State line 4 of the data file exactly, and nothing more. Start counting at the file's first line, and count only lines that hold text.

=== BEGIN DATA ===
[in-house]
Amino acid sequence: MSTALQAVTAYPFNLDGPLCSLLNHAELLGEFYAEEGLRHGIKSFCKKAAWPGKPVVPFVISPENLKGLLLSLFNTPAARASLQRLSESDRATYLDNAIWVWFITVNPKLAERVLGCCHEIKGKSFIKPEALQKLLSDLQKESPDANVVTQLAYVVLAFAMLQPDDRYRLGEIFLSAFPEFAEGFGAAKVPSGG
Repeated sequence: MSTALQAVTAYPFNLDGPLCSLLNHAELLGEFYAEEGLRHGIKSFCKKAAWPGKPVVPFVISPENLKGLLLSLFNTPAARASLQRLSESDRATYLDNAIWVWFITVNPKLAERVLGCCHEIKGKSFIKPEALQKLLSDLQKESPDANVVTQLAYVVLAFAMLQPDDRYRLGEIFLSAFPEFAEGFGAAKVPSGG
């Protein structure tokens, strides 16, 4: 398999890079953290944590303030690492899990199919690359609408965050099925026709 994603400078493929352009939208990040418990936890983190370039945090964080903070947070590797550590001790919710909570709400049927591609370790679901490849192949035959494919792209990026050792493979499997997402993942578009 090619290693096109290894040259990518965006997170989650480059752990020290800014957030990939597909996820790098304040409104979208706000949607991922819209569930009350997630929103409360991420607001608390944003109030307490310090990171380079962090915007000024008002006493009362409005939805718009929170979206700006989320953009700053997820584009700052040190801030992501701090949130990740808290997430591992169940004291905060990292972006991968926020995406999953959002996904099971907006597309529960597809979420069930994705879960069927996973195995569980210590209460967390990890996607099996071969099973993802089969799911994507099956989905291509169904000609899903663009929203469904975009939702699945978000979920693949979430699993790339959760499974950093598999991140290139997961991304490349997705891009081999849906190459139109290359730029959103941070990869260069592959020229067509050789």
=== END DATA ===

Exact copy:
């Protein structure tokens, strides 16, 4: 398999890079953290944590303030690492899990199919690359609408965050099925026709 994603400078493929352009939208990040418990936890983190370039945090964080903070947070590797550590001790919710909570709400049927591609370790679901490849192949035959494919792209990026050792493979499997997402993942578009 090619290693096109290894040259990518965006997170989650480059752990020290800014957030990939597909996820790098304040409104979208706000949607991922819209569930009350997630929103409360991420607001608390944003109030307490310090990171380079962090915007000024008002006493009362409005939805718009929170979206700006989320953009700053997820584009700052040190801030992501701090949130990740808290997430591992169940004291905060990292972006991968926020995406999953959002996904099971907006597309529960597809979420069930994705879960069927996973195995569980210590209460967390990890996607099996071969099973993802089969799911994507099956989905291509169904000609899903663009929203469904975009939702699945978000979920693949979430699993790339959760499974950093598999991140290139997961991304490349997705891009081999849906190459139109290359730029959103941070990869260069592959020229067509050789």